Dubai: UAE’s businesses are taking fresh lessons in the value of community – be close to the consumer and they have a better chance of staging a recovery from the pandemic. And in less time as well.
Whether it is an F&B or grocery outlet or stores focused on providing services to that particular community, they are the ones recording improved sales over the last three months. At a time when residents are more likely to stay put or move around within a certain radius, the neighbourhood store is trending. Big.
It’s the same theme when it comes to malls as well – “In Dubai, any mall that is less dependent on the tourist shopper is starting to do well, even touching 80-90 per cent on weekends,” said Mohammed Al Madani, Chairman and CEO of Al Madani Group, which has extensive F&B related interests. “And last Friday, they were even turning back visitors keeping in mind the safety guidelines.
“But it’s not the same story with mega-malls heavily reliant on tourists. A comeback for them will take more time – until flights get back to normal.
“Now, if VAT payments were waived for at least two quarters, it could helped the small and medium businesses face the crisis in much better shape.”
Some major landlords in Dubai and Abu Dhabi are yet to announce COVID-19 related rent relief, which adds to the uncertainty for tenants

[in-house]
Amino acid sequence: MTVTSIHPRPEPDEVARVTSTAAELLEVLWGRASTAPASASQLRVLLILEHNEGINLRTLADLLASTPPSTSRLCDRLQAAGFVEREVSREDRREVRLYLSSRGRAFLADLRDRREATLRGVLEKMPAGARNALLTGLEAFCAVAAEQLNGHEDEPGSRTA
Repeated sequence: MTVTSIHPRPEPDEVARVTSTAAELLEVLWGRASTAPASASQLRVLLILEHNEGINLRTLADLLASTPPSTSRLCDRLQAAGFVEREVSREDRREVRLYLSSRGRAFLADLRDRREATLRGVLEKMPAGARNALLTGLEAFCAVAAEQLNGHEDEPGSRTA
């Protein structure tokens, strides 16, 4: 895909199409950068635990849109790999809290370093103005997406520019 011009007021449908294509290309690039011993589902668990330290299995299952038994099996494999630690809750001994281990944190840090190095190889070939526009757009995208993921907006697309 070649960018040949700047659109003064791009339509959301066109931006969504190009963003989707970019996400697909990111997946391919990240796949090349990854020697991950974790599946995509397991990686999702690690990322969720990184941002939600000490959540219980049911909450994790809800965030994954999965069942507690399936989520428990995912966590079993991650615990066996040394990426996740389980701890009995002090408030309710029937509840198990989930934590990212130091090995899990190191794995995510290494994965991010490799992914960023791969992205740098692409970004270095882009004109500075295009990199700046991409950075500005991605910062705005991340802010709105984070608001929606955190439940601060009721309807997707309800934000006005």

Matter of percentages, perceptions
Since September, in particular, local businesses are given to talking in percentages – in terms of where their revenues stand in comparison to “pre-COVID-19 times”. The “50 per cent mark” is a number being repeatedly mentioned, along with the hope that business volumes would inch to about 70 per cent before year-end.
Accelerate the change
Change is coming not just to retailers and in consumer behaviour. The pandemic could speed up change inside and outside of malls as well. “I suspect, in time, we will see older secondary malls be repurposed for other uses,” said Andrew Love, Partner and Head of M.E. Capital Markets at Knight Frank Middle East. “If you look at what’s happened in other parts of the world, especially the US, it’s inevitable that it will start to happen here in the UAE.
“You will see it happen first in built up suburban areas such as Jumeirah, where there are lots of older malls, and where there is demand for alternative uses (i.e., residential villas). And higher returns to be made.”
Again, it’s about remaining relevant – or reinventing – by catering to community or neighbourhood needs. Mall owners, at least a good number of them, will have to learn to operate on lower rental income too.
“Mall management teams are more than ever having to strategically think about their tenant mix and market offering,” said Love. “The days of simply signing leases with tenants who are prepared to pay the highest rental premiums are probably over. Having an experienced mall leasing/asset management team in place is more vital than ever before.”
Some retailers - generally smaller groups or privately owned retailers - have used this period to roll out in order to take advantage of the generous commercial terms being offered
At the height of the pandemic and when commercial activity was brought to a halt, business owners feared a rash of closures would happen once lockdowns eased. Thankfully, and this is seconded by many in different sectors, that has not happened. Yes, there have been closures, but nowhere close to the alarming levels that many feared.